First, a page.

Our field is more important than ever: Reflections on the annual conference of the Association for Research on Nonprofit Organizations and Voluntary Action (ARNOVA)

Tuesday 10 January 2017

by Alina Baluch, Associate Director of the Centre for the Study of Philanthropy & Public Good

The 45th annual ARNOVA conference was held in Washington, DC from 17-19 November 2016. Less than a fortnight after one of the most divisive and damaging elections in recent US history, the conference was particularly timely in its theme: “Nonprofits, Philanthropy & Government: Policy & Partnerships in an Era of Change”. The irony was not lost upon me that we were convening a mere stone’s throw away from the US Capitol Building and to my surprise, the ivory building had not gone up in flames. Yet, there was a real sense of urgency throughout the conference for ARNOVA members to research increasingly important issues, such as the relationship of nonprofits to government and the role of philanthropy in public policy and responding to new social needs. This was especially palpable in Professor Rob Reich’s (Stanford University) keynote in which he debated foundations as a threat to democratic governance, while arguing that they function as an extra-governmental mechanism for experimentation and innovation in social policy. The importance of ARNOVA’s research was further underscored by this year’s recipient of the Distinguished Achievement and Leadership in Nonprofit and Voluntary Action Research Award, Professor Tomasina Borkman (George Mason University), an influential scholar and founder within the academic community whose research on self-help organisations shaped the field of voluntary action for years to come. The sense of urgency was echoed in mini plenary sessions on ‘Updating the Research Agenda on Government-Nonprofit Relationships’ or ‘The Politics of “Big Philanthropy” Then and Now’.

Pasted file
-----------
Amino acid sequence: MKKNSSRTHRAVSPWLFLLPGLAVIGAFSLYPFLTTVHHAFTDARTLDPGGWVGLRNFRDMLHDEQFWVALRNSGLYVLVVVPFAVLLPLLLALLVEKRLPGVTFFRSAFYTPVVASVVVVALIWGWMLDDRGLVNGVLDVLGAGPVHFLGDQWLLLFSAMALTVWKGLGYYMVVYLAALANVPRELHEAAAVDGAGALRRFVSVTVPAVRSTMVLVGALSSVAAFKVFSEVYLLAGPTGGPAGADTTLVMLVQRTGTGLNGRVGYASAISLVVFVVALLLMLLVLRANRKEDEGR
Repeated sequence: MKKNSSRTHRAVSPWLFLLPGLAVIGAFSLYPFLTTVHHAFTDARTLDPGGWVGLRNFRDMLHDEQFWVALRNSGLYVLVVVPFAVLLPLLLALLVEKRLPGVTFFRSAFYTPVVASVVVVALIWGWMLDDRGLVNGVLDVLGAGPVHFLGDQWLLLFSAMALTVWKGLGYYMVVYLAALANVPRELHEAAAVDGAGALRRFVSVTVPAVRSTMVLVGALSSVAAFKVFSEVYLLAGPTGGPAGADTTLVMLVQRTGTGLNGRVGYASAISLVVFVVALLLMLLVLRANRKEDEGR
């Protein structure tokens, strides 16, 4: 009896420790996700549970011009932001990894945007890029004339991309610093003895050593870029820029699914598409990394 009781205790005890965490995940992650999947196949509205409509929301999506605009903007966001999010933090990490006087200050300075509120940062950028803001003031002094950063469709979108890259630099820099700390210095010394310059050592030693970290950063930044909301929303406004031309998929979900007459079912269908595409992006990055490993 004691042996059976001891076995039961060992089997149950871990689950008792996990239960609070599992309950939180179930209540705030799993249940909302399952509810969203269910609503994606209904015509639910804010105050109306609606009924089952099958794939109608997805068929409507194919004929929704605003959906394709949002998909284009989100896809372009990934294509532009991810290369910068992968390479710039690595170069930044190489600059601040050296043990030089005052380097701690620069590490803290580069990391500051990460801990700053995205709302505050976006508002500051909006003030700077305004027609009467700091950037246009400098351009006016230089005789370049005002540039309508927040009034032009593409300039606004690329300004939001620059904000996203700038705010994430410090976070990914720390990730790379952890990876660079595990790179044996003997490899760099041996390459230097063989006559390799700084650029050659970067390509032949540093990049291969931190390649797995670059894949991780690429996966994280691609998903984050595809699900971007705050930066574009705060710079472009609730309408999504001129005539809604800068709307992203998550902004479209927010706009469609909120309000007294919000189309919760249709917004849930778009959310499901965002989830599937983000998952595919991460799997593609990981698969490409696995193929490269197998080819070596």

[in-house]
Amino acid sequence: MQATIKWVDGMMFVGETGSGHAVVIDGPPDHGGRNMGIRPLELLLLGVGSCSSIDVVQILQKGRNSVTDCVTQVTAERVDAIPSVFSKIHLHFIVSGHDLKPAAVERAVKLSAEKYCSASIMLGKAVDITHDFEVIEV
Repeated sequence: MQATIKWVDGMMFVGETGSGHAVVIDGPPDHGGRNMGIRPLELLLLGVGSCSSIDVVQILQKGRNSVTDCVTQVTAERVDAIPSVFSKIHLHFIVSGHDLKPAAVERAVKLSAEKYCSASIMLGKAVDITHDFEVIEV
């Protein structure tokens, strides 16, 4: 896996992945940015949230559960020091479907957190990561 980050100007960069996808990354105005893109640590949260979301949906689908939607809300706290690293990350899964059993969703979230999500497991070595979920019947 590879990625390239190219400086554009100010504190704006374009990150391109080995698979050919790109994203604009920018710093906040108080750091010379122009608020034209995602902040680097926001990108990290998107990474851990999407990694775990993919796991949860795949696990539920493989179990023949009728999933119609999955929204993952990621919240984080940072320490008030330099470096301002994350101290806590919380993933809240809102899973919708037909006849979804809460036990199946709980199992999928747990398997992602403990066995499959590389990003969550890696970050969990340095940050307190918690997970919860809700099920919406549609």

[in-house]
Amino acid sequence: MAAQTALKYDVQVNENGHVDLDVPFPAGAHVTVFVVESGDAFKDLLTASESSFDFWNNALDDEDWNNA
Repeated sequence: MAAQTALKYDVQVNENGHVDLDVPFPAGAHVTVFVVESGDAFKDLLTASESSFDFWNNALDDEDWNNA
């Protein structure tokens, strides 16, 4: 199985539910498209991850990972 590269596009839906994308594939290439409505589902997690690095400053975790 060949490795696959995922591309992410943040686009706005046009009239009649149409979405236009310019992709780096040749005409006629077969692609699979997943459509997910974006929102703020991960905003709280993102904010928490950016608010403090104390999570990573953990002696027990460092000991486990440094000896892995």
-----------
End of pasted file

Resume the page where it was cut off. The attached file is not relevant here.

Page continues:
This year’s conference theme sessions and those devoted to ‘Philanthropy, Fundraising and Giving’ had a stronger international reach than in the past and signaled a growing area of research on civil society and developing the nonprofit sector in the Middle East and on Muslim Community Philanthropy and Foundations. While declarations that the foundation field is in the midst of a second golden era still remain to be borne out by the evidence, what is certain is that the increasing number of sessions on foundations attests to the burgeoning interest in this field. Attending ARNOVA reminded me that there is still much to discover in the fields of philanthropy, nonprofits and civil society, areas that loom more important now than ever before.

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